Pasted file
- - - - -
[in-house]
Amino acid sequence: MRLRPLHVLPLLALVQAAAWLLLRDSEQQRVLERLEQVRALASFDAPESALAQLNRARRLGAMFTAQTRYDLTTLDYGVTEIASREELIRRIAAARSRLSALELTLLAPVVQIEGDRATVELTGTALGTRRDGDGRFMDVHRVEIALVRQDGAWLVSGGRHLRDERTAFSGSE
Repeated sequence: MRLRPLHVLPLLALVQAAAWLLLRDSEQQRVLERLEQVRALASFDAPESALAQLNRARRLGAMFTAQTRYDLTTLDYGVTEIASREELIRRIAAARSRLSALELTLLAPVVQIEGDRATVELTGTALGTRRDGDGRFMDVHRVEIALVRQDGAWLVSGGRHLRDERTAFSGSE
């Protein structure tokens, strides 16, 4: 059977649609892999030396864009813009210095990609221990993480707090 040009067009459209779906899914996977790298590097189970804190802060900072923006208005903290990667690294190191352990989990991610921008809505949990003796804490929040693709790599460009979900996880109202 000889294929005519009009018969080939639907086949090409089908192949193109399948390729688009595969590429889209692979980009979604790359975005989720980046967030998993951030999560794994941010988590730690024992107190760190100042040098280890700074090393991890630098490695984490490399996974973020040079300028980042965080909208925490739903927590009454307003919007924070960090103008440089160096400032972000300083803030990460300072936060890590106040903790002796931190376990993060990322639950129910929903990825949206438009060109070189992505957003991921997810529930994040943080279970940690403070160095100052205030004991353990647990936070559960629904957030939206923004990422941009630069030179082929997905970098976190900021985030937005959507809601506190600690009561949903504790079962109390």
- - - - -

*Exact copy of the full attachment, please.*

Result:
[in-house]
Amino acid sequence: MRLRPLHVLPLLALVQAAAWLLLRDSEQQRVLERLEQVRALASFDAPESALAQLNRARRLGAMFTAQTRYDLTTLDYGVTEIASREELIRRIAAARSRLSALELTLLAPVVQIEGDRATVELTGTALGTRRDGDGRFMDVHRVEIALVRQDGAWLVSGGRHLRDERTAFSGSE
Repeated sequence: MRLRPLHVLPLLALVQAAAWLLLRDSEQQRVLERLEQVRALASFDAPESALAQLNRARRLGAMFTAQTRYDLTTLDYGVTEIASREELIRRIAAARSRLSALELTLLAPVVQIEGDRATVELTGTALGTRRDGDGRFMDVHRVEIALVRQDGAWLVSGGRHLRDERTAFSGSE
């Protein structure tokens, strides 16, 4: 059977649609892999030396864009813009210095990609221990993480707090 040009067009459209779906899914996977790298590097189970804190802060900072923006208005903290990667690294190191352990989990991610921008809505949990003796804490929040693709790599460009979900996880109202 000889294929005519009009018969080939639907086949090409089908192949193109399948390729688009595969590429889209692979980009979604790359975005989720980046967030998993951030999560794994941010988590730690024992107190760190100042040098280890700074090393991890630098490695984490490399996974973020040079300028980042965080909208925490739903927590009454307003919007924070960090103008440089160096400032972000300083803030990460300072936060890590106040903790002796931190376990993060990322639950129910929903990825949206438009060109070189992505957003991921997810529930994040943080279970940690403070160095100052205030004991353990647990936070559960629904957030939206923004990422941009630069030179082929997905970098976190900021985030937005959507809601506190600690009561949903504790079962109390």